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With Google continuing to dominate spending on search advertising, Microsoft’s Bing Ads have had to struggle to get table scraps from advertisers. But the software company keeps plugging away, and with the close of Microsoft’s fiscal year on June 30, the ad group has decided to trot out some good news and plans for the 2015 fiscal year.

In a post that will go up Wednesday morning on the Bing Ads blog,David Pann, general manager for Microsoft’s Search Network, says clicks on Bing ads are up 30% from a year ago, and mobile ad clicks jumped 133%. We don’t know from what base, but it’s a healthy rise nonetheless.

That improvement is the result of adding more than 100 new features, such as call extensions that make it easy to direct people who view an ad to click on a phone number, as well as new ad formats, such as product ads in the U.S., a format that has been a big winner for Google. And Bing Ads has expanded to 35 countries, including Hong Kong and Taiwan last winter.

Also, just a few days ago, Microsoft doubled the number of search keywords that can be managed in Bing Ads, to 100,000, and promised 1 million keywords by year-end. In coming months, Pann also said, Bing Ads will offer advertisers ad performance reports in under a half-hour, down from up to four hours. (Lots more details at SearchEngineLand.)

Finally, Pann said the company has seen double-digit revenue-per-search growth in the past year, and that Microsoft remains “200% committed” to its search partnership with Yahoo. It’s not clear if the growth is good news or merely tepid news, but Pann might have been more convincing about the Yahoo partnership, which has been fraying for a long time, if he had used less fuzzy math. To continue reading, visit the forbes.com link below.

Source: www.forbes.com

Upstart ad companies such as Outbrain and Virurl employ new publishing tools and social media to offer small businesses effective, inexpensive online promotional campaigns.

Gerald Gorman, who runs online businesses such as Lawyer.com, pays Google(GOOG) $100,000 a month to place ads near search results and on Google’s partner sites. While the ads have proved effective at attracting customers, their increasing price tag has led Gorman to look around for alternatives.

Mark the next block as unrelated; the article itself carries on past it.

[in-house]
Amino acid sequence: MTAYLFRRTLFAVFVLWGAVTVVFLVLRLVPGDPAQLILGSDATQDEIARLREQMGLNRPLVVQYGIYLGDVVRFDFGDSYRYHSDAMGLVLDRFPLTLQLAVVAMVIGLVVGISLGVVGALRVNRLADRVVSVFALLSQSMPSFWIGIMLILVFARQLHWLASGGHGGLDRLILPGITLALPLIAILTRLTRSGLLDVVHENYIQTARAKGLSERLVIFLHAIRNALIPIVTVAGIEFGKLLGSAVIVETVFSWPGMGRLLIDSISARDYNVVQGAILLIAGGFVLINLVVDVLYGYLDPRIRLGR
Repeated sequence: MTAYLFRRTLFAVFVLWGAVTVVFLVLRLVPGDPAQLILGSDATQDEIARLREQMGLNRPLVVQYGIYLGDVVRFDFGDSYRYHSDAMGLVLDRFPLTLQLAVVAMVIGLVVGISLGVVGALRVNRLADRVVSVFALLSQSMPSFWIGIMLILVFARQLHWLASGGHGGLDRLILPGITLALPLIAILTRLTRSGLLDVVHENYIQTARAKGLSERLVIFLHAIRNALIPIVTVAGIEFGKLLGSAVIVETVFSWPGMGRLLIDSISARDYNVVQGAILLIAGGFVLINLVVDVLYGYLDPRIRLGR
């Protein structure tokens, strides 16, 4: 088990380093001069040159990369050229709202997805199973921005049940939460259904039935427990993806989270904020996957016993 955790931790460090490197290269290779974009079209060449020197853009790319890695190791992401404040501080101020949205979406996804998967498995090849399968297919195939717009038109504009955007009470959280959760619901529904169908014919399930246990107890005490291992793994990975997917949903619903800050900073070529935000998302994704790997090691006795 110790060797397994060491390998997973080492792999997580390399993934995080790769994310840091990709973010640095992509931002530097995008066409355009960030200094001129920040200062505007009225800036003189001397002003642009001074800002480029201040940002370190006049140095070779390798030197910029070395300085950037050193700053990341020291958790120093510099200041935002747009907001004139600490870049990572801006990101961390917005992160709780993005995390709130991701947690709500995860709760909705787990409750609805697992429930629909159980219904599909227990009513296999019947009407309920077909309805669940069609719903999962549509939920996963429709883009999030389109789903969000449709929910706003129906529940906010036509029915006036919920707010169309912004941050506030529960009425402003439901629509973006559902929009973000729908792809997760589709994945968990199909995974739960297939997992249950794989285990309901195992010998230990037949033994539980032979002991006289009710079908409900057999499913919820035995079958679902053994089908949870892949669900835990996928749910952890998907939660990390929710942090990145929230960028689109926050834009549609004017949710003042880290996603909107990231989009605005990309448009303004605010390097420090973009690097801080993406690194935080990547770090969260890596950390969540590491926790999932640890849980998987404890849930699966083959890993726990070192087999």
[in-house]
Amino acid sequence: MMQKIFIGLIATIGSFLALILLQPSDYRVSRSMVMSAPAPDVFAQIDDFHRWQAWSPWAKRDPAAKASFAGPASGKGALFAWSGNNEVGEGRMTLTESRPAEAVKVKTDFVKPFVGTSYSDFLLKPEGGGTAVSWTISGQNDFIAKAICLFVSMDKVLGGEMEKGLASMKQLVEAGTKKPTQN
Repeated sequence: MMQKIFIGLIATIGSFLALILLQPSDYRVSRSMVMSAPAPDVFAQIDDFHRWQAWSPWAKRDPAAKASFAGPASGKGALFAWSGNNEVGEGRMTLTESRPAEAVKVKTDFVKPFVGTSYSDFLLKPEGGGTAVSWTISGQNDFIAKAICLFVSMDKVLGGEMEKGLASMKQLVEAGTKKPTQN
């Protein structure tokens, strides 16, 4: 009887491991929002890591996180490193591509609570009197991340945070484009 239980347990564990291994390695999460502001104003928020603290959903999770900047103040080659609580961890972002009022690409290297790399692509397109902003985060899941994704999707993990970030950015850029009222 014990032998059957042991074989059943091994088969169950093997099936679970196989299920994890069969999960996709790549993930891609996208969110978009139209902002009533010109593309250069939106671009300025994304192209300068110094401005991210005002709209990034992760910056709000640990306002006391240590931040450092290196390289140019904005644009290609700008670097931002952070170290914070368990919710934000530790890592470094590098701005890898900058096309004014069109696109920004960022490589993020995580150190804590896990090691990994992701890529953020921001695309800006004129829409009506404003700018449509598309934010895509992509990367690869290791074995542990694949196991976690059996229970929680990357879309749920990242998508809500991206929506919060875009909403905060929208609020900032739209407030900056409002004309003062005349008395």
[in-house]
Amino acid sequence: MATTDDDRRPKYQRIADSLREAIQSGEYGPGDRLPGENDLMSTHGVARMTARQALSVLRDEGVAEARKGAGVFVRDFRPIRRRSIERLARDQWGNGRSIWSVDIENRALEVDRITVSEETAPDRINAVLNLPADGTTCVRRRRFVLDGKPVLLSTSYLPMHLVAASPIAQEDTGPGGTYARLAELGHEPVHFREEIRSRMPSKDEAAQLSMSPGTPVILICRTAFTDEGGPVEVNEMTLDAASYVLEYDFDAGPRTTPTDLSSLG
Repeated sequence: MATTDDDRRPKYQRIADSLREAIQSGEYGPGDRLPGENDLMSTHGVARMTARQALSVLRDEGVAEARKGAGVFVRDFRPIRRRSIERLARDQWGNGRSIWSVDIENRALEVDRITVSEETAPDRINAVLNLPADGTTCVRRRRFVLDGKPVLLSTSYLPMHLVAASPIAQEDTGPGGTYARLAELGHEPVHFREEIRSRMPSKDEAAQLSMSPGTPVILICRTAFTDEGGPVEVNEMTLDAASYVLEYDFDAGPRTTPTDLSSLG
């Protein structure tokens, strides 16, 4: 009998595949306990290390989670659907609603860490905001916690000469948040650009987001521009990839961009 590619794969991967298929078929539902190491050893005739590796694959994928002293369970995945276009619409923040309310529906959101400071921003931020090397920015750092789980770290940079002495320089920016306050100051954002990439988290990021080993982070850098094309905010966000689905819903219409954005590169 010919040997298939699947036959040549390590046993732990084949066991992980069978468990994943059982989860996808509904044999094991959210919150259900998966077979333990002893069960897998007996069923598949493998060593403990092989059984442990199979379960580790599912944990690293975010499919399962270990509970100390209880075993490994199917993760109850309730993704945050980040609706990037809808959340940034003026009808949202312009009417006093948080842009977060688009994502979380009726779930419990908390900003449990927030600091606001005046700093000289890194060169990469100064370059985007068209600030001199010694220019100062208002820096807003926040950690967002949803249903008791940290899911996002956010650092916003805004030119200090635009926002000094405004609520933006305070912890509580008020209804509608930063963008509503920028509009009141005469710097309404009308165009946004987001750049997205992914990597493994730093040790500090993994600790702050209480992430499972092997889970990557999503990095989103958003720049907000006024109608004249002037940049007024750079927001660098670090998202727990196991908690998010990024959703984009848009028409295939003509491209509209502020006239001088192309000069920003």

In the past, Gorman would have been out of luck. That’s because, despite the Internet’s rapid growth, most small and midsize businesses had few viable online ad options beyond Google or Bing (MSFT). This is changing, however, as upstart ad companies tap into new publishing tools and social media to offer effective online campaigns for as low as $20 a pop.

In Gorman’s case, he laid down $1,000 on two such companies, Outbrain andVirurl, and was delighted with the results. While he pays as much as $10 for a customer to click on one of his Google ads, he found he paid 8¢ and 5¢ at the other sites and also earned surges in traffic.

This may sound too good to be true. But for the growing number of businessespriced out of Google Adwords, it could be the real deal.

Instead of buying a search keyword, as they do with Google Adwords, advertisers such as Lawyer.com can pay Outbrain and Virurl to act as distributors for their messages. They supply the message in the form of a link to a piece of content—a picture, a story, or a video. Outbrain and Virurl then spray the link across the Web via third-party publishers and on social-media sites such as Tumblr and Twitter.

Compared with Google Adwords, the upstart services are remarkable for their simplicity: Outbrain and Virurl provide a website for the advertiser to upload a content link and to set a budget and duration for the ad campaign. While Outbrain has traditionally worked with publishers to augment and monetize their traffic, it recently added an advertising tool called Amplify for small and medium-size businesses.

The advertiser can use a credit card to get the campaign up and running almost immediately, compared with the five days Gorman says it takes Google to approve content (the delay is important for brands that want to jump on time-sensitive adopportunities such as Big Bird). As for the money, the advertiser’s allocated budget is depleted every time someone clicks on the link; some of the money goes to the publisher that hosts the ad and the rest goes to the distributors—in Gorman’s case, to Outbrain or Virurl. The distributors also share real-time analytics that let the advertiser monitor the campaign.

To be clear, the two would-be Adwords competitors have different business models. Outbrain is bigger and works primarily with major publishers, including premium ones such as CNN and Time (TWX), to augment traffic or to find spots for ad-driven content. Virurl, on the other hand, is aimed at getting ad content to go viral on social networks, such as Twitter, where “influencers” retweet the links and are paid for clicks.

But from a small business perspective, the underlying strategy is the same: Find ad content that people want to see and pay to distribute it.

Gorman notes that the young ad companies’ geographic targeting isn’t as good as Google’s. (“You can target down to the lamp post with Google AdWords.”) He says, however, that they permit users to choose between U.S. and oversees viewers. He also says they have been forthcoming about fraudulent clicks and will refund money for suspicious traffic.

The advent of cheap, easily managed ad campaigns is good news for companies like Lawyer.com. There’s a catch, though: To sign up for these distribution networks, a company can’t just show up with 20 bucks. It also needs to have a piece of content people want to see.

Continue reading on www.businessweek.com

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